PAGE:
Recognition on your transcript – Student involvement

A distinction that acknowledges your involvement, an asset on your transcript

Do you volunteer in your CEGEP or community?
Are you involved in an activity inside or outside your CEGEP?
Do you actively participate in a project abroad?

In other words, are you an engaged student?

Then “Recognition of Student Involvement” is for you!

What is Recognition of Student Involvement?

It is a program that recognizes, with an official note on your transcript, that you have acquired skills, competencies, and knowledge that are complementary to your academic learning, in social and community involvement, arts and culture, athletics/sports, educational and academic activities, entrepreneurship, science, or politics. The note recognizes not only involvement within the CEGEP but also in the community or even abroad.

What is the point of the recognition?

  • To set you apart for a potential employer
  • To support your application to a university or for a scholarship
  • To receive official acknowledgement from your CEGEP confirming your involvement
  • To make you eligible for scholarships that reward student involvement
  • To develop skills and competencies that will serve you throughout your personal and professional life
In short, it adds something important to your CV.

Areas of involvement

Cultural and artistic

Activities that involve creating, producing, organizing or exhibiting work that enriches cultural life.
EXAMPLES: Participating in various workshops (such as radio, Gospel choir, dance, fine arts, theatre), taking part in Cégeps en spectacle or a writing contest (Critère, l’Égrégore), getting involved in clubs (such as Les Muzes, the improv league), or organizing an intercultural week.


Activities that put the student at the heart of a business project.
EXAMPLES: Creating and managing a major self-financed activity, participating actively in a student entrepreneurship club, starting up a small business, or doing an activity that requires entrepreneurial skills.


Activities aimed at defending the rights and interests of students or other social groups, and participating in provincial, national and international social debates.
EXAMPLES: Serving as a member of the AGECR steering committee, regular involvement as a member of a political party, organizing a citizenship week, or participating actively in a mobilization, political action, or social action committee.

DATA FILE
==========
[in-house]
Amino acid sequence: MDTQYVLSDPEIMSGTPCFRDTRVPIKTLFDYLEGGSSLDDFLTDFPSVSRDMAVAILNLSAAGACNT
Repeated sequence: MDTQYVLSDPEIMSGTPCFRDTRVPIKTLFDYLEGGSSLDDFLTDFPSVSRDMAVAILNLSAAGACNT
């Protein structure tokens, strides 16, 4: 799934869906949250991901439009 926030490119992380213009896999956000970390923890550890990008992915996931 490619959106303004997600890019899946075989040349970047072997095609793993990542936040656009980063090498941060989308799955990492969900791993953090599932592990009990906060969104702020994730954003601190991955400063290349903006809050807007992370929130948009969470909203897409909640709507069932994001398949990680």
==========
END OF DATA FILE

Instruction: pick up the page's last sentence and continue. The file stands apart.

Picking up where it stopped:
Scientific or technical activities that involve research, testing or popularization.
EXAMPLES: Making a major contribution to a research group, developing and carrying out a major non-credit experiment, preparing and presenting a study at a scientific conference, or for an unpaid tutoring project.


Activities that are an extension of the student’s program of study and career path.
EXAMPLES: Tutoring in a help centre (a computer centre such as the CAIR or an administration centre such as the CRA), regular involvement in non-credit refresher activities, or starting up a project that showcases academic achievements.

Social and community

Activities that improve the quality of life of members of a community and contribute to promoting greater civic engagement.
EXAMPLES: Participating in an AGECR committee (such as student radio, student newspaper, environment committee), setting up an international cooperation project, volunteering in a seniors’ home, or joining a team of student first-aid volunteers.


Activities involving not only student athletes, but also student coaches and student members of sports committees.
EXAMPLES: Joining an intercollegiate or intramural sports team, taking part in a sport-study program, or volunteering as a coach.

Sustainable development

Activities aimed at raising awareness of environmental, social and economic issues related to sustainable development, including sharing knowledge and promoting responsible action and involvement for the benefit of current and future generations. This area recognizes skills such as leadership, organization, teamwork and interpersonal communication.

Four eligibility criteria

To be eligible, you must meet the four following conditions:

Do something significant

Your involvement must include at least 60 hours in a single area of involvement during a term. In some cases, the activity may extend over two sessions, as long as the time commitment is within a period of about six months.

Be a full-time student

The activity must be carried out while you are deemed to be at school full-time.

Attain the college’s minimum academic standing requirements

Involvement cannot be separated from academic success. You must therefore attain or exceed the college’s minimum academic standing requirements.


The activities must be of a volunteer nature, with no compensation in the form of money or course credits.

Are you involved or considering getting involved?

Then contact us.